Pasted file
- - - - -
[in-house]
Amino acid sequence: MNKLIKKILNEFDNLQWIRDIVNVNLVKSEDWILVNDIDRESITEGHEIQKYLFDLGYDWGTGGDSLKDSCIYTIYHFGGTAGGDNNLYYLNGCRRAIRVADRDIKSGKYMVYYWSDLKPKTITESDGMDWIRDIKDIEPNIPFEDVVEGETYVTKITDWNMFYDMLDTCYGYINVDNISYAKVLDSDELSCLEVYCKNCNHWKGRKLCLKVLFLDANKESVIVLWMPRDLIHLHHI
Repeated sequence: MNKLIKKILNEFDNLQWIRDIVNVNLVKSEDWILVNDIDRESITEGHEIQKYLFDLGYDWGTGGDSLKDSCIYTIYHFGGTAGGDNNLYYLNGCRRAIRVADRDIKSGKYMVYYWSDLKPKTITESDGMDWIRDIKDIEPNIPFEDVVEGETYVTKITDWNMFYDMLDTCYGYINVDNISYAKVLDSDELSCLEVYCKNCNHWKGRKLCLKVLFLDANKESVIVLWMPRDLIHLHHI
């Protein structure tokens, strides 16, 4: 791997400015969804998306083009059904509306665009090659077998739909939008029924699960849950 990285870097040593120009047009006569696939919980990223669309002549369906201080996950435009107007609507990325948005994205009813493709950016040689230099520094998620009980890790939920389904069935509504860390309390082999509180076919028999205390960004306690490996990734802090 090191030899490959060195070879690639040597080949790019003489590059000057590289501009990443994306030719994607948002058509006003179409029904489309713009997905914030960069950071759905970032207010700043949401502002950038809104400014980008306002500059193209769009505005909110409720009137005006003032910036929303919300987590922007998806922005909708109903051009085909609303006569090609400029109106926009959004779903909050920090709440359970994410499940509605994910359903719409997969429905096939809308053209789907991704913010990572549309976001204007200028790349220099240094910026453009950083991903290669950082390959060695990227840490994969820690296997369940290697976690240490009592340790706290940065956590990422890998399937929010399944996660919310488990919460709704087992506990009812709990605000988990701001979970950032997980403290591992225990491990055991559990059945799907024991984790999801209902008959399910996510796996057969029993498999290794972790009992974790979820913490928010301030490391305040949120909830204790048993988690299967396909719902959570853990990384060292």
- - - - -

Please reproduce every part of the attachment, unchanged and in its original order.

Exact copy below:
[in-house]
Amino acid sequence: MNKLIKKILNEFDNLQWIRDIVNVNLVKSEDWILVNDIDRESITEGHEIQKYLFDLGYDWGTGGDSLKDSCIYTIYHFGGTAGGDNNLYYLNGCRRAIRVADRDIKSGKYMVYYWSDLKPKTITESDGMDWIRDIKDIEPNIPFEDVVEGETYVTKITDWNMFYDMLDTCYGYINVDNISYAKVLDSDELSCLEVYCKNCNHWKGRKLCLKVLFLDANKESVIVLWMPRDLIHLHHI
Repeated sequence: MNKLIKKILNEFDNLQWIRDIVNVNLVKSEDWILVNDIDRESITEGHEIQKYLFDLGYDWGTGGDSLKDSCIYTIYHFGGTAGGDNNLYYLNGCRRAIRVADRDIKSGKYMVYYWSDLKPKTITESDGMDWIRDIKDIEPNIPFEDVVEGETYVTKITDWNMFYDMLDTCYGYINVDNISYAKVLDSDELSCLEVYCKNCNHWKGRKLCLKVLFLDANKESVIVLWMPRDLIHLHHI
């Protein structure tokens, strides 16, 4: 791997400015969804998306083009059904509306665009090659077998739909939008029924699960849950 990285870097040593120009047009006569696939919980990223669309002549369906201080996950435009107007609507990325948005994205009813493709950016040689230099520094998620009980890790939920389904069935509504860390309390082999509180076919028999205390960004306690490996990734802090 090191030899490959060195070879690639040597080949790019003489590059000057590289501009990443994306030719994607948002058509006003179409029904489309713009997905914030960069950071759905970032207010700043949401502002950038809104400014980008306002500059193209769009505005909110409720009137005006003032910036929303919300987590922007998806922005909708109903051009085909609303006569090609400029109106926009959004779903909050920090709440359970994410499940509605994910359903719409997969429905096939809308053209789907991704913010990572549309976001204007200028790349220099240094910026453009950083991903290669950082390959060695990227840490994969820690296997369940290697976690240490009592340790706290940065956590990422890998399937929010399944996660919310488990919460709704087992506990009812709990605000988990701001979970950032997980403290591992225990491990055991559990059945799907024991984790999801209902008959399910996510796996057969029993498999290794972790009992974790979820913490928010301030490391305040949120909830204790048993988690299967396909719902959570853990990384060292």